Audible Editor Reviews
Vis and Ramin is one of the world's great love stories. It was the first major Persian romance, written between 1050 and 1055 in rhyming couplets. This remarkable work has now been superbly translated into heroic couplets (the closest metrical equivalent of the Persian) by the poet and scholar Dick Davis.
Vis and Ramin had immense influence on later Persian poetry and is very probably also the source for the tale of Tristan and Isolde, which first appeared in Europe about a century later.
The plot, complex yet powerfully dramatic, revolves around royal marital customs unfamiliar to us today. Shahru, the married queen of Mah, refuses an offer of marriage from King Mobad of Marv but promises that if she bears a daughter she will give the child to him as a bride. She duly bears a daughter, Vis, who is brought up by a nurse in the company of Mobad s younger brother Ramin. By the time Vis reaches the age of marriage, Shahru has forgotten her promise and instead weds her daughter to Vis' older brother, Viru. The next day Mobad's brother Zard arrives to demand the bride, and fighting breaks out, during which Vis' father is killed. Mobad then bribes Shahru to hand Vis over to him. Mobad's brother Ramin escorts Vis to her new husband and falls in love with her on the way.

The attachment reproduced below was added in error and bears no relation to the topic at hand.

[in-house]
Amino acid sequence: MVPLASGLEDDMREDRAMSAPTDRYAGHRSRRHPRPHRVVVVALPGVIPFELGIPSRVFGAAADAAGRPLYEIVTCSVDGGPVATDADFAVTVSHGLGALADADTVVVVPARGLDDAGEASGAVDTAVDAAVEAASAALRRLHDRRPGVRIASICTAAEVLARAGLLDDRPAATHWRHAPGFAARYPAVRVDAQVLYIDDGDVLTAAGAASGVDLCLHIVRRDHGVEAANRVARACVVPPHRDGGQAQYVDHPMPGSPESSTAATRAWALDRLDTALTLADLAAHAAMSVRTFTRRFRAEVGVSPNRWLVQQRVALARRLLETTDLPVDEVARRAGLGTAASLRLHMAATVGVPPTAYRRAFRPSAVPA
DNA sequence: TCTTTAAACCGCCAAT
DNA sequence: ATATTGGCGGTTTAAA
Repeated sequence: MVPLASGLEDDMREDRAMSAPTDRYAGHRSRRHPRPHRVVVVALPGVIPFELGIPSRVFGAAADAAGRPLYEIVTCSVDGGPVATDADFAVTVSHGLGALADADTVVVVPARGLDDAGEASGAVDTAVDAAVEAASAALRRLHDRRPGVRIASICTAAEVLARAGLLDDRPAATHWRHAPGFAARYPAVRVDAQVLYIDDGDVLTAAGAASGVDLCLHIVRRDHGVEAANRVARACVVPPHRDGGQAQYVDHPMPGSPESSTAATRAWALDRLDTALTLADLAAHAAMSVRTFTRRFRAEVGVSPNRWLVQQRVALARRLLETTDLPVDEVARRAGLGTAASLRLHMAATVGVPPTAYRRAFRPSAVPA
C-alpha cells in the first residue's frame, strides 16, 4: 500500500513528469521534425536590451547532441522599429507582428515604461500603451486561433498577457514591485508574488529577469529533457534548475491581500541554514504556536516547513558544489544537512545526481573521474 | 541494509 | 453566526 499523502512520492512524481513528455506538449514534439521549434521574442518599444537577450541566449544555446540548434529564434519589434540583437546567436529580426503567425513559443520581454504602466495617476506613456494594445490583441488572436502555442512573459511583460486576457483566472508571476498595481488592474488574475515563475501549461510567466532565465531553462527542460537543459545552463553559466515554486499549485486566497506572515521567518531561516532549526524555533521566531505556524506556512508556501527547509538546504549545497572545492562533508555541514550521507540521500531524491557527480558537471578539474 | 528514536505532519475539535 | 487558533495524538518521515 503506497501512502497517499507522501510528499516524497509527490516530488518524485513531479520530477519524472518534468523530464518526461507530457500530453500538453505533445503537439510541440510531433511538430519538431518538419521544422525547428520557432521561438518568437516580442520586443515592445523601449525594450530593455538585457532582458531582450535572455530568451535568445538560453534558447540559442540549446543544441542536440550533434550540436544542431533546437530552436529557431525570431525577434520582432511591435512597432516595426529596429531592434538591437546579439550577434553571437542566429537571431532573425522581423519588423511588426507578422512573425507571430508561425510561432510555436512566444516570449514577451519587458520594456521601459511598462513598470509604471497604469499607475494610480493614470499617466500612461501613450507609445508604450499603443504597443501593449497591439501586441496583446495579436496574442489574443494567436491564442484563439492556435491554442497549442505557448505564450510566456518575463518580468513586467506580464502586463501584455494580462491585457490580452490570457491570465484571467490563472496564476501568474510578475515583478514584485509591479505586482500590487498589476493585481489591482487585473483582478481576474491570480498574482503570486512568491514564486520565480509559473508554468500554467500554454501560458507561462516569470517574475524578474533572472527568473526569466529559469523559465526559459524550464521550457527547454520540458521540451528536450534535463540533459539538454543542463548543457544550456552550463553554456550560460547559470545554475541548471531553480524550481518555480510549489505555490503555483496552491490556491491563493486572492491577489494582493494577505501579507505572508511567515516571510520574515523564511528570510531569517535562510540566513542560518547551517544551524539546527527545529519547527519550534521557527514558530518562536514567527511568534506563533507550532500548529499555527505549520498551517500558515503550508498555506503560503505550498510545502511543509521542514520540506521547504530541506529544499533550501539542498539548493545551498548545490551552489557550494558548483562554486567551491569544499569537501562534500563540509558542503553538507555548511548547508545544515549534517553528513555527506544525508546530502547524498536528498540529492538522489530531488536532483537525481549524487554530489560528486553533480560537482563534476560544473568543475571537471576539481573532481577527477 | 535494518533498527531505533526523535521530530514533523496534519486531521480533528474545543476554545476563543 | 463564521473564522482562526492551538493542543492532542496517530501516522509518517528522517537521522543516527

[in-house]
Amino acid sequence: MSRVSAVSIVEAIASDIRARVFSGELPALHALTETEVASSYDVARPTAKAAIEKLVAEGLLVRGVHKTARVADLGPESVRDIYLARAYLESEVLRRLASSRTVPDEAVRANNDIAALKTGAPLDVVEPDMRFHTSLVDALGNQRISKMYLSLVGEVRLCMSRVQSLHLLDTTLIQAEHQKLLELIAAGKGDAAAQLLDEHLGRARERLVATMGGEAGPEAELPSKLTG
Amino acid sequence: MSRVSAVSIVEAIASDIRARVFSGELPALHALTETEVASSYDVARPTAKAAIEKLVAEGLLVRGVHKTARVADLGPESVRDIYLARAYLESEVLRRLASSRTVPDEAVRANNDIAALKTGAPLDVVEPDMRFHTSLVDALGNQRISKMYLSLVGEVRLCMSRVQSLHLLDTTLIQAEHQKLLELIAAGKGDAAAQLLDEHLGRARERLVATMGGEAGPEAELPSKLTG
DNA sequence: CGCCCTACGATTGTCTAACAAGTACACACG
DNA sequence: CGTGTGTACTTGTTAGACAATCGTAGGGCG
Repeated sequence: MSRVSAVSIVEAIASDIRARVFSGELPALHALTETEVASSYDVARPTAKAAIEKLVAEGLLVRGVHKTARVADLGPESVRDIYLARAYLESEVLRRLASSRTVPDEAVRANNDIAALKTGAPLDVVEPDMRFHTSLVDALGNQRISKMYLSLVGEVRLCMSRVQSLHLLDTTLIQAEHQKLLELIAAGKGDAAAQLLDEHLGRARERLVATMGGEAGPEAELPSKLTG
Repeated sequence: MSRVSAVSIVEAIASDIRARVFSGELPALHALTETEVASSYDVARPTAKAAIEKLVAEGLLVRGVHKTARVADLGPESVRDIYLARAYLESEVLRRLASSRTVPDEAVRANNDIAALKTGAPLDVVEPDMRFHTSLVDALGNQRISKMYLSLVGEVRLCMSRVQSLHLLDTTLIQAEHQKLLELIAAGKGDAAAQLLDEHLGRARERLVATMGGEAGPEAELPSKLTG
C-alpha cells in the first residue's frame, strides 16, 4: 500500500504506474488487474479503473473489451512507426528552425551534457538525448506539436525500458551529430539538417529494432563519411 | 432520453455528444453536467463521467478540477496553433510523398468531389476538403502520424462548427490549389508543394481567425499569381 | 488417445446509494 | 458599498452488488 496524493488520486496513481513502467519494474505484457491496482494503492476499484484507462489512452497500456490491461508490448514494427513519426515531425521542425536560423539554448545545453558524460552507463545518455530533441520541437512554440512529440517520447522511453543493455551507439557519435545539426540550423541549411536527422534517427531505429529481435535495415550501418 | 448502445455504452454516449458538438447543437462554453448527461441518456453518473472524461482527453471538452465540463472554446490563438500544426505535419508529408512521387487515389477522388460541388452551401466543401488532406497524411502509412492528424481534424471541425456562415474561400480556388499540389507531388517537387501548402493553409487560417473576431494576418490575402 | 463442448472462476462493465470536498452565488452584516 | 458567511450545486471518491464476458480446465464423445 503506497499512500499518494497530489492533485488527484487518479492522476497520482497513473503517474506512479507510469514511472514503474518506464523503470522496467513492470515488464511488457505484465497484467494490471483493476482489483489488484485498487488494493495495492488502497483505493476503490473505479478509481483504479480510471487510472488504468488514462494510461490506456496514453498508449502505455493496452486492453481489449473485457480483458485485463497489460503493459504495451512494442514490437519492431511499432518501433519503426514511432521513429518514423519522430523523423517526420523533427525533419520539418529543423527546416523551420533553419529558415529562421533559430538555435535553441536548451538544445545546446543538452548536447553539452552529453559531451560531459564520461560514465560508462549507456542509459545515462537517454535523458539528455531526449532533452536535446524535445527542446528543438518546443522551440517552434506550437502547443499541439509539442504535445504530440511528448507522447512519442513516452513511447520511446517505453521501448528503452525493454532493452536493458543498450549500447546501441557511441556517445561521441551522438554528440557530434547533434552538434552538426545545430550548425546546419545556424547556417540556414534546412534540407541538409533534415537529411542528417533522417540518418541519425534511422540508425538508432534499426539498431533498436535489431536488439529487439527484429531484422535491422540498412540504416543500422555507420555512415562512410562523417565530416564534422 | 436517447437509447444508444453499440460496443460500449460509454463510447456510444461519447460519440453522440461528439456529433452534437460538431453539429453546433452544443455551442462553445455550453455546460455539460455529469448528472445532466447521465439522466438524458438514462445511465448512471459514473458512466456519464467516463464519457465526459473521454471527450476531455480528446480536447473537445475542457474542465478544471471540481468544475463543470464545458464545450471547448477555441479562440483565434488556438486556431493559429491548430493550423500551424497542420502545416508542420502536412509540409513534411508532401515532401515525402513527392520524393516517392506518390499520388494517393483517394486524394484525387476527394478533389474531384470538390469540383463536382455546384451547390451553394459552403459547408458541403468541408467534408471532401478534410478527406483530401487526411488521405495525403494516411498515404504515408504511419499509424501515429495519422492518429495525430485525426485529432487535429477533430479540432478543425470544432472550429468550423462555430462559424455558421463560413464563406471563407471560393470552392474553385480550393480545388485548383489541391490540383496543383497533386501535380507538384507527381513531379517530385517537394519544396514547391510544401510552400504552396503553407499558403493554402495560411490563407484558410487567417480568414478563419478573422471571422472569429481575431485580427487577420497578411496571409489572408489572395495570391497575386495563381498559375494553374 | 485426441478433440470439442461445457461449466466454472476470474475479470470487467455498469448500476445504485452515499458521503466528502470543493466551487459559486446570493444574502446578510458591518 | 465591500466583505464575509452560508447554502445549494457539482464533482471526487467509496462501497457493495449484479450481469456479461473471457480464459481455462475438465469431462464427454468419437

Vis has no love for Mobad and turns to her old nurse for help.
Told in language that is lush, sensual and highly inventive, Vis and Ramin is a masterpiece of psychological perceptiveness and characterization: Shahru is worldly and venal, the nurse resourceful and amoral (she will immediately remind Western readers of the nurse in Shakespeare's Romeo and Juliet), Vis high-spirited and determined, Ramin impetuous and volatile. And the hopeless psychological situation of Vis' husband, Mobad, flickers wearily from patience to self-assertion to fury and back again.
The origins of Vis and Ramin, are obscure. The story dates from the time of the Parthians (who ruled Persia from the third century bce to the third century ce), and certainly existed in oral and perhaps written form before the eleventh century Persian poet Fakhraddin Gorgani composed the version that has come down to us.